The security procedures section of training should include interview techniques, how to become invisible while patrolling, securing vehicles, traffic control and ways to maintain a positive image by creating an atmosphere of safety for guests.  If these areas are addressed accordingly, claims and potential litigation are mitigated, and guests will feel a strong sense of safety and security and are more likely to continue visiting the property.

Displacement

Let’s look at displacement and criminal behavior. It has been claimed that the “rational choice” perspective, which sees criminal behavior as an outcome of decisions and choices made by the offender, can provide a useful framework for analyzing crime control policies. This perspective on crime assumes that offenders seek to benefit themselves by criminal behavior and this behavior involves the making of decisions and choices.

Displacement occurs as a result of the implementation of effective measures against crime. Target-hardening displaces offenders to easier targets. The presence of crime opportunities also determines when and where displacement occurs. Displacement is more likely to occur where there are other suitable crime targets. This is contingent upon the offenders’ motivation and familiarity with the crime targets and tactics needed to carry out the crime. Responses that occur adjacent to areas that have unprotected crime targets are more likely to experience some level of displacement compared to those that do not. Awareness of other crime opportunities near your response area allows for anticipation of the possibility of crime movement.

Foreseeability vs. Totality of Circumstances

In the past, courts have determined whether criminal activity is foreseeable by applying a “prior similar acts” approach, in which a crime is not considered foreseeable unless a pattern of similar crimes has occurred at a specific site. The Doe v. Prudential-Bache case, heard before the Georgia Court of Appeals, involved a history of nine prior thefts and three prior acts of violence in an apartment building’s parking garage. The traditional prior similar acts approach was applied and the court determined that the history was insufficient to establish a foreseeable pattern.

In the “totality of the circumstances” approach, courts consider all criminal incidents occurring on a land owner’s property and adjacent properties, as well as other types of evidence such as the nature, location, condition and architectural design of the property. The Clohesy v. Food Circus Supermarkets, Inc. case, heard before the New Jersey Supreme Court, involved a customer that was abducted from the defendant’s parking lot and murdered. The defendant argued that no similar incidents had occurred in the parking lot within a reasonable time prior to this incident. The court applied the totality of the circumstance approach and ruled that the supermarket owner should have foreseen the possibility of the crime and had a duty to provide security.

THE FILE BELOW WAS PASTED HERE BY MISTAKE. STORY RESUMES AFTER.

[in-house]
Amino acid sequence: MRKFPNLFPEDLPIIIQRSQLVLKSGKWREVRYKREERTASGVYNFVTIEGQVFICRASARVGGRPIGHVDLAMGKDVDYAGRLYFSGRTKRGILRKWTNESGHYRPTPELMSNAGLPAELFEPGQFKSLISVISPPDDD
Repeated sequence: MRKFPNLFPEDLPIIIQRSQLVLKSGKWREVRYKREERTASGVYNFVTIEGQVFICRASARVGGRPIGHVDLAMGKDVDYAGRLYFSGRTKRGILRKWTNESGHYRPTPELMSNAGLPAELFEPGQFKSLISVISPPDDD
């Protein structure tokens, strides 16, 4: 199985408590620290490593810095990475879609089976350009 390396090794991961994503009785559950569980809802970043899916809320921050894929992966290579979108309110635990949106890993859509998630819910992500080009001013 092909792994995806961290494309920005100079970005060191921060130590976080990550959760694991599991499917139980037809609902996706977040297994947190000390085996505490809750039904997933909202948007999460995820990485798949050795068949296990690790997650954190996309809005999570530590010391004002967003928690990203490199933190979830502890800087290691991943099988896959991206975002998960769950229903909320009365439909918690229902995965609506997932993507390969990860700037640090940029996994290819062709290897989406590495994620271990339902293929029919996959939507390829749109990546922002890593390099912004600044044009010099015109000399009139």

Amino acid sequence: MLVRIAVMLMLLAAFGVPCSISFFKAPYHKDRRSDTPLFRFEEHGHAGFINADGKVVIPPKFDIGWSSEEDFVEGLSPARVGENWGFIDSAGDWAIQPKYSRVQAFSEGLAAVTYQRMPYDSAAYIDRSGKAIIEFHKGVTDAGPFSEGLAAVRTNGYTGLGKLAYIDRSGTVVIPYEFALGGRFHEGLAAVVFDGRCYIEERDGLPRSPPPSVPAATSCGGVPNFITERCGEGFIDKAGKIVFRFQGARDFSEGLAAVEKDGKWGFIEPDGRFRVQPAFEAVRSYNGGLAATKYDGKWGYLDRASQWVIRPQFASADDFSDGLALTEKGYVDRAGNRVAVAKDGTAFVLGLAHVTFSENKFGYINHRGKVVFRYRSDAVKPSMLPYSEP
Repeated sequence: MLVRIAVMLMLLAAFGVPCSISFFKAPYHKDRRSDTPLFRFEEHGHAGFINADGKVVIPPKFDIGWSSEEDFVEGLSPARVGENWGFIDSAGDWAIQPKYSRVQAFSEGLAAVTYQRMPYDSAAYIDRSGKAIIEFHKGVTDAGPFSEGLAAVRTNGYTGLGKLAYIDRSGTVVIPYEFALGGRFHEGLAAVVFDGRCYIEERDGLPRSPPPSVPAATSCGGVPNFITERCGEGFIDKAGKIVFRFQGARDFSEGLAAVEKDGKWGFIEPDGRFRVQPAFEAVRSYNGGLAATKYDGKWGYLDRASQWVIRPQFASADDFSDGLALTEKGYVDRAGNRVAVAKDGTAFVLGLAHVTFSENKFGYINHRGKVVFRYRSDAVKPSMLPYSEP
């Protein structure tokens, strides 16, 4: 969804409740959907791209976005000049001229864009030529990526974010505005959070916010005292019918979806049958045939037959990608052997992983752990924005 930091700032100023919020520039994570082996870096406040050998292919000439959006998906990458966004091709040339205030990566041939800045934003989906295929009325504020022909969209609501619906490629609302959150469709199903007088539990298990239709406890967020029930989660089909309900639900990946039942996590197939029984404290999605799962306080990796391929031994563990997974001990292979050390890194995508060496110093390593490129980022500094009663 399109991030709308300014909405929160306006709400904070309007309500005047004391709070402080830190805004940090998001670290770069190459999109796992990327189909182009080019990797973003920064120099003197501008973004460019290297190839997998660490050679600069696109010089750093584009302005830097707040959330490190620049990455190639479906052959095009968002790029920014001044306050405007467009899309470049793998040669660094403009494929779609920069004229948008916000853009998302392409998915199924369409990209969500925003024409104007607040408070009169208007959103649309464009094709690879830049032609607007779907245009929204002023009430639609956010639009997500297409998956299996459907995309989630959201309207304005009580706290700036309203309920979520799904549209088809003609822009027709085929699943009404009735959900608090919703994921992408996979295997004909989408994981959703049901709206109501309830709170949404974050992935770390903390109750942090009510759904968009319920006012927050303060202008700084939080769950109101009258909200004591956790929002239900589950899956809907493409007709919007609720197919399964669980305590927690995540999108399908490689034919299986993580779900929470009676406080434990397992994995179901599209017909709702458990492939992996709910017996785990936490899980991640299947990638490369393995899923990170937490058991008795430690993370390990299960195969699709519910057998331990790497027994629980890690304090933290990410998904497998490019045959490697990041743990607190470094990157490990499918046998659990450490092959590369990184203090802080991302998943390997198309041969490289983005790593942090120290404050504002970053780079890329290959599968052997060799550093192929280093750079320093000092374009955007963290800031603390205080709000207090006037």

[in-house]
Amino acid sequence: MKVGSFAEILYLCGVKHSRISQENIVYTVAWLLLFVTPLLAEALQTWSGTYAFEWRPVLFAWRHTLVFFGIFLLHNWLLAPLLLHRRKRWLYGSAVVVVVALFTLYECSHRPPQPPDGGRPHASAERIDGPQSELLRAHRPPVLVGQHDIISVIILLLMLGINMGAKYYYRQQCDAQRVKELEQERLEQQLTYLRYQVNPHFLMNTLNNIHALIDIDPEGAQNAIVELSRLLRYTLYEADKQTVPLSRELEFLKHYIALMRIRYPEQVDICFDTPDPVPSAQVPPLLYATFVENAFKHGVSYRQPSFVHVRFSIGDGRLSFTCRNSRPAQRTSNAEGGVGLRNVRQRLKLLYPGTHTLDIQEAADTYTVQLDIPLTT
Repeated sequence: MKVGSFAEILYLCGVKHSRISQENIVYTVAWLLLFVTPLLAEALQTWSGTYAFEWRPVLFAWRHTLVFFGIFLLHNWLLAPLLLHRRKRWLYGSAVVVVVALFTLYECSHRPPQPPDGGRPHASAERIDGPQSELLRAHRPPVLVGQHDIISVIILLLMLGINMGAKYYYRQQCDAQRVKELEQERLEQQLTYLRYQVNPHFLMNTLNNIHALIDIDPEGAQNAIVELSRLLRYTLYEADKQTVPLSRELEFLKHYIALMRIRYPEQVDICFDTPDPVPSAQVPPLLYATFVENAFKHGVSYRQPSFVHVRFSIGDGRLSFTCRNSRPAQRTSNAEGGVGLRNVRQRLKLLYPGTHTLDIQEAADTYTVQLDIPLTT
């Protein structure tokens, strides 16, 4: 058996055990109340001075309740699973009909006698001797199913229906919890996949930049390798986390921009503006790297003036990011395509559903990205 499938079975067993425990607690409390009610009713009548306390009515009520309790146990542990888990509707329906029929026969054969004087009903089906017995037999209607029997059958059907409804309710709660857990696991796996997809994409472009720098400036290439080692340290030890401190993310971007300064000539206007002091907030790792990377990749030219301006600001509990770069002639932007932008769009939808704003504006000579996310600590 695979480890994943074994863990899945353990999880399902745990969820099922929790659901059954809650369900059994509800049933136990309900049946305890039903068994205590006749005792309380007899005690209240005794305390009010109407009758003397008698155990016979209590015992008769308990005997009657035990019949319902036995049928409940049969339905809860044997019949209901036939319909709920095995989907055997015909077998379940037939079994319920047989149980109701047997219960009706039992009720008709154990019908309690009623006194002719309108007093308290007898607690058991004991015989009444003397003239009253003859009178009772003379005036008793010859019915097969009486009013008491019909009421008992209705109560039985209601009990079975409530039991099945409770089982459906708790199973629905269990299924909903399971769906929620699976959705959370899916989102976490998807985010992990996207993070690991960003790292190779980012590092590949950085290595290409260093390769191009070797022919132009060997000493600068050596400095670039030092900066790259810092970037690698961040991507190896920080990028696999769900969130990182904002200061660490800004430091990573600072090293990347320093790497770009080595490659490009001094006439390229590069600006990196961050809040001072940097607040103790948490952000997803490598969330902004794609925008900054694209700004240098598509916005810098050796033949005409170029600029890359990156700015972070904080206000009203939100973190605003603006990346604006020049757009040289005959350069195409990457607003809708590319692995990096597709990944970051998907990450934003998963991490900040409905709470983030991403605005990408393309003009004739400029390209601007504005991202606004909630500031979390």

Some of the factors the court took into consideration in making this decision included prior criminal acts that occurred on and near the supermarket property, location, the absence of security, lack of windows on the side of building where the crime occurred, the increasing level of crime in the neighborhood, the size of the property and parking lot, and the nature and circumstances of nearby businesses.

Parking and outdoor environments have been deemed by some courts to have unique features that are conducive to criminal activity. For example, vehicles and their contents are put on display for thieves. This, coupled with the absence of vehicle owners, provides opportunity, privacy and ample time for thieves or vandals to strike. Security leaders should take the previously listed items under consideration, and if possible, implement these and any other security and safety measures that are indicative of illustrating that the company is supportive in proactively reviewing and, if necessary, revising any procedures, processes or best practices to demonstrate a commitment to safety and security.

These practices could be invaluable in the event that a company is ever in the unenviable position of having to demonstrate that everything was done to prevent an incident from occurring.

A proper blend of tools, equipment, training and CPTED (crime prevention through environmental design) are the key ingredients to a robust, effective and efficient security program. As demonstrated in the previous cases, the courts appear to be shifting to a totality of circumstances approach, which places the burden of increasing security measures on the property owners.

Since there is a significant difference between the foreseeability and totality of the circumstances approaches, it behooves all security practitioners to fully understand in which direction the pendulum of recent court decisions is swinging and trending in their areas of jurisdiction, and implement security measures accordingly.

Best practices for security professionals, regardless of jurisdiction and current trending of court decisions, is to consistently review the criminal statistics of the area, and to regularly analyze the properties’ security needs.

Operators should establish and periodically review a written security plan involving law enforcement, tenants, civil groups and company leaders. If possible, implementation of these and any other security and safety measures illustrates that a company is proactively reviewing and, if necessary, revising any procedures, processes, or best practices to demonstrate a commitment to safety and security.

Anthony DiSalvatore, CPP, PSP, PCI, CFE, CLSD, has more than 25 years of security and law enforcement experience. He is the vice chairman of the ASIS Gaming & Wagering Protection Council, the Gaming Subsector lead in the Department of Homeland Security Commercial Facilities Coordinating Council, and treasurer of the Las Vegas Security Chiefs Association. He can be reached at [email protected]